Retired faculty and staff group meets June 25

This article features an event that occurred in the past.

May 27, 2013 | Share |

An organization for retired Western Carolina University faculty and staff members who want to stay in touch with each other and the university will host its inaugural event, a Dutch treat luncheon on campus, on Tuesday, June 25.

More than 90 people are expected and 70 have already registered to attend the luncheon, which will be held at the Peele Westmoreland Suhre Hartshorn Hospitality Room in Ramsey Regional Activity Center.

“It’s evident from the responses we’re receiving that faculty and staff want to be more connected and are coming in from distant locations to see their friends and to hear the chancellor,” said Gordon Mercer, professor emeritus of political science and a co-chair of the planning committee for the WCU Association of Retired Faculty and Staff.

Mercer and fellow co-chair Fred Hinson, former vice chancellor for academic affairs who retired in 2012, are pleased that word is spreading about the group as the committee continues efforts to reach as many retired faculty and staff as possible.

The June 25 event, which is open to any retired faculty or staff member and their spouses or partners, kicks off at 10:30 a.m. with a reception during which Bill Ogletree, head of the Department of Communication Sciences and Disorders, will perform on guitar.

A brief information session will follow, and the luncheon will begin at noon. The Sicilian-style menu features a variety of pasta dishes, including chicken masala, linguine and other dishes as well as vegetarian options, salads, desserts and beverages.

Chancellor David O. Belcher then will present a state of the university-style update and answer questions.

The cost of $13 per person includes the reception, luncheon and gratuities. To make a reservation, mail a check payable to the association to: WCU Association of Retired Faculty and Staff, P.O. Box 1527, Cullowhee, N.C. 28723. The reservation deadline is Tuesday, June 18.

The association will be the first of its kind at WCU exclusively for retired faculty and staff members, said Mercer.

“Over the years, going to different places on campus and in particular at the Cullowhee Post Office, I would often see people who would mention that they were retired and wanted to do something for the university or help out on occasion, but there just didn’t seem to be anything in place to make that happen. So the seeds for this organization were planted in that way,” he said. “Meeting regularly keeps people linked to the university and aware of opportunities to contribute their skills in various ways, such as sharing their skills or providing a unique perspective”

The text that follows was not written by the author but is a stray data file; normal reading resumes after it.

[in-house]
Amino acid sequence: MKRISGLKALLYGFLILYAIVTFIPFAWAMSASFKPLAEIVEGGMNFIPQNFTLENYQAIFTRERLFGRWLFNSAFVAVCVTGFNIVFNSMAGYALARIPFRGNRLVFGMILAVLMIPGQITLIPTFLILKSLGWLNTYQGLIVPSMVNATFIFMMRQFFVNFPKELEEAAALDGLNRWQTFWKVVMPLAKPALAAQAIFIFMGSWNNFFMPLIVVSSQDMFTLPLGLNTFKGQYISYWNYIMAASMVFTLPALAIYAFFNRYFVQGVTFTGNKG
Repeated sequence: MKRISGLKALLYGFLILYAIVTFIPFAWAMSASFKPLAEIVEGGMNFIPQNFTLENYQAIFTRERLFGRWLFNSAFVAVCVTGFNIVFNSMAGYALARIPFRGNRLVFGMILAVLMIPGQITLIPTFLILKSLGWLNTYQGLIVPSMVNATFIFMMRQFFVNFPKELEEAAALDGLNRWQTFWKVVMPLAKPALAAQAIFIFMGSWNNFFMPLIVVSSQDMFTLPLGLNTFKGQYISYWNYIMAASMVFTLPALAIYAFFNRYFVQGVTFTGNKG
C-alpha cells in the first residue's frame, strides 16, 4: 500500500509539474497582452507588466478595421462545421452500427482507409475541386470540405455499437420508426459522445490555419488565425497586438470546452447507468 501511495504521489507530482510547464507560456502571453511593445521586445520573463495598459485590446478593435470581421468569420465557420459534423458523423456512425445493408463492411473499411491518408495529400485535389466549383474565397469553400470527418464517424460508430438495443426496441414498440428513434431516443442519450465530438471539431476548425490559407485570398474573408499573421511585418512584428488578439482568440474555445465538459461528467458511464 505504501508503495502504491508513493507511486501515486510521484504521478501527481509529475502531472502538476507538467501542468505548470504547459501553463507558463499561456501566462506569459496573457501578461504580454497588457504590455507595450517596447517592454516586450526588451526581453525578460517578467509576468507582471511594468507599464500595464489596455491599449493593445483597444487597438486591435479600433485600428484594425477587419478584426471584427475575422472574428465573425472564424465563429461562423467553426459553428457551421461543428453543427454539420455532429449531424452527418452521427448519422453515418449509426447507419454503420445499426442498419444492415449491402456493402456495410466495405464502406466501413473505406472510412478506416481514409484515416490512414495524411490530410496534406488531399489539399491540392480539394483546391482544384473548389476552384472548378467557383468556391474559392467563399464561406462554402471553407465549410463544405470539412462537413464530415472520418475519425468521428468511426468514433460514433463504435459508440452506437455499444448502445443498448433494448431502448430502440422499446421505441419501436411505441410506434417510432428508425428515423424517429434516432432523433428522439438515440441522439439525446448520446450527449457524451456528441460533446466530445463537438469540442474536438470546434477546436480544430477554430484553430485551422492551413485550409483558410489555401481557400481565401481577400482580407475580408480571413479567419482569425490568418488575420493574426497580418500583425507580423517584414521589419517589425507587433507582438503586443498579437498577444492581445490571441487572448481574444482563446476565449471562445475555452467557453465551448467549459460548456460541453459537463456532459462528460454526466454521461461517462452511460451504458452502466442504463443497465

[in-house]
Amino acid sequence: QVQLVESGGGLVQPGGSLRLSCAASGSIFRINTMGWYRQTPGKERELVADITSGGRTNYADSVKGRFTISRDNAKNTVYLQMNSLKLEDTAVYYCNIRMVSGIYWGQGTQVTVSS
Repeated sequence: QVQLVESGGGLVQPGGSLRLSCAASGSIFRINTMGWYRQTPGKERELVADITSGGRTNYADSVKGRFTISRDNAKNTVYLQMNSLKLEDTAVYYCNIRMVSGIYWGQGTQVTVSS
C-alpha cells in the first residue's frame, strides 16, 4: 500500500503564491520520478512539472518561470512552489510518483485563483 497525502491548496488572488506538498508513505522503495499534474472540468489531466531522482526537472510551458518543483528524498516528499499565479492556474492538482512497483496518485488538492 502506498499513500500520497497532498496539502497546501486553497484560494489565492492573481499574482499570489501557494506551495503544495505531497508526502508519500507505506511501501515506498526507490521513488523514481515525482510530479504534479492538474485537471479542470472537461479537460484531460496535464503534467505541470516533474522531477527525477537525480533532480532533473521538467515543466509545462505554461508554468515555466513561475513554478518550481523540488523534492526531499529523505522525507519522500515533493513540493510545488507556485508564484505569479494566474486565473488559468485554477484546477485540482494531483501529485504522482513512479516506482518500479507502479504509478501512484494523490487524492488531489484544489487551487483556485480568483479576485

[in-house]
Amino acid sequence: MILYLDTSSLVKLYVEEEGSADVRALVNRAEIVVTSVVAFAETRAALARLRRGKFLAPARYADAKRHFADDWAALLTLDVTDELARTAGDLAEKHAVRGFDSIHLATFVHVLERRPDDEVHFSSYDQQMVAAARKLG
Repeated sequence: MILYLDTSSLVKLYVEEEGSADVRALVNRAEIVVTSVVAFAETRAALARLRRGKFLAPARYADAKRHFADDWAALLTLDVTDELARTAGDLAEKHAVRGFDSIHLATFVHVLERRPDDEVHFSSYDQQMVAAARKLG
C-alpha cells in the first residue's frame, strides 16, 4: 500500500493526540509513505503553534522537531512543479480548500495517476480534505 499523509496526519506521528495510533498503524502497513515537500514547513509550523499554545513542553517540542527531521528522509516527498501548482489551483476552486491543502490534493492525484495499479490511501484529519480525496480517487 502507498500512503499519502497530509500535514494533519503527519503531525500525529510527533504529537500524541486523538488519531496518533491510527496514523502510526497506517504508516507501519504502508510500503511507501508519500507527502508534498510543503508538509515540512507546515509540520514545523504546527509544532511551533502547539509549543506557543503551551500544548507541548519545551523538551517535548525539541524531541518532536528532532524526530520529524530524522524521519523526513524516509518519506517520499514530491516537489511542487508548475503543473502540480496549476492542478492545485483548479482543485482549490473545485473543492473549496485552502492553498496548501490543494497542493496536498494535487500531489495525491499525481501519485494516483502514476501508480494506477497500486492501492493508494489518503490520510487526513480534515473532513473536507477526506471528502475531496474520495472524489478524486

Curtis Wood, professor emeritus of history who retired 13 years ago, said he still enjoys his connections with former colleagues. He joined the planning committee in its early stages to help get the association started.

“There is a growing community of retired faculty and staff, nearby and far away, who have a continuing interest in and affection for Western Carolina and most of us don’t see each other very often,” said Wood. “The new association offers the opportunity to reconnect, and with all that energy and talent out there I think interesting things will happen.”

Karen Nicholson feels the same way. She retired three years ago as executive assistant to the dean of the graduate school after a long career at WCU and is the secretary of the planning committee.

“I see this as an opportunity to connect with my fellow retirees for fellowship and continue the close relationships that we formed while working at WCU,” said Nicholson. “It’s also a chance to stay informed about all of the changes on campus, including the new building projects, new programs and events. Even though we’re retired, I think we all still feel very connected with WCU.”

Planning committee members researched similar organizations at other campuses and met with Chancellor David O. Belcher, who expressed strong support and enthusiasm for the initiative, said Mercer.

“He wants retired faculty and staff to stay in touch with the university, and he is very interested in an inventory of their skills and the areas they want to assist at the university,” said Mercer.

The chancellor mailed out a questionnaire committee members developed to assess interest in forming the WCU association, and more than 100 retired faculty and staff members responded. Top interests included getting together for Dutch treat meals and other social events, and receiving updates about the university and its various departments.

In addition to Mercer, Hinson, Wood and Nicholson, planning committee members are Pat Brown, Norma Clayton, Sharon Gammon, Richard Collings, Michael Dougherty, Jennie Hunter, Bill Kirwan, Christy Martin, Carol Martin-Vegue, Mary Louise Millwood, Anita Oser, Jane Perlmutter, Lloyd Phillips, Gary Smith, Jim Wallace, Steve White, Brenda Wike and Royce Woosley.

The planning committee has compiled a list of about 300 retired faculty and staff names through the preliminary survey, old university directories and contacting friends and former co-workers. Efforts to reach more retirees are continuing.

To add a name to the association’s mailing list or electronic listserve, contact Mercer at 828-369-2693 or Hinson at 828-293-5620.


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